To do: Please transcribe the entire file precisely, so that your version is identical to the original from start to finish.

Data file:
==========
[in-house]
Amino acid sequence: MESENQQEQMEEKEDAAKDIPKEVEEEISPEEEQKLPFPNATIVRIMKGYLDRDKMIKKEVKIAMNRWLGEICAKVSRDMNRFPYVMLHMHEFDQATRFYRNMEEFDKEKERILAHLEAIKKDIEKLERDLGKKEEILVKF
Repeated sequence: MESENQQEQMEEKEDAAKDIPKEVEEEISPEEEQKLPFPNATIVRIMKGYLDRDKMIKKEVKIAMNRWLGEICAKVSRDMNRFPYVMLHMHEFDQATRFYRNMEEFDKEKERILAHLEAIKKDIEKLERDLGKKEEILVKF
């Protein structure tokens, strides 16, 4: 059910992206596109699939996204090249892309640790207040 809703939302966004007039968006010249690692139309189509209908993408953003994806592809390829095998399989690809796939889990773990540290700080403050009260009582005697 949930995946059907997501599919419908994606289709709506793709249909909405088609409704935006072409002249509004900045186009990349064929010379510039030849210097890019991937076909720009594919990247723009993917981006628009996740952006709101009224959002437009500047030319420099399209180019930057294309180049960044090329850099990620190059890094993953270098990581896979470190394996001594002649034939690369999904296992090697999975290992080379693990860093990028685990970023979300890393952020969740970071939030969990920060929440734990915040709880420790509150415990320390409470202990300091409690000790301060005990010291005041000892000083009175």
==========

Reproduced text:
[in-house]
Amino acid sequence: MESENQQEQMEEKEDAAKDIPKEVEEEISPEEEQKLPFPNATIVRIMKGYLDRDKMIKKEVKIAMNRWLGEICAKVSRDMNRFPYVMLHMHEFDQATRFYRNMEEFDKEKERILAHLEAIKKDIEKLERDLGKKEEILVKF
Repeated sequence: MESENQQEQMEEKEDAAKDIPKEVEEEISPEEEQKLPFPNATIVRIMKGYLDRDKMIKKEVKIAMNRWLGEICAKVSRDMNRFPYVMLHMHEFDQATRFYRNMEEFDKEKERILAHLEAIKKDIEKLERDLGKKEEILVKF
């Protein structure tokens, strides 16, 4: 059910992206596109699939996204090249892309640790207040 809703939302966004007039968006010249690692139309189509209908993408953003994806592809390829095998399989690809796939889990773990540290700080403050009260009582005697 949930995946059907997501599919419908994606289709709506793709249909909405088609409704935006072409002249509004900045186009990349064929010379510039030849210097890019991937076909720009594919990247723009993917981006628009996740952006709101009224959002437009500047030319420099399209180019930057294309180049960044090329850099990620190059890094993953270098990581896979470190394996001594002649034939690369999904296992090697999975290992080379693990860093990028685990970023979300890393952020969740970071939030969990920060929440734990915040709880420790509150415990320390409470202990300091409690000790301060005990010291005041000892000083009175």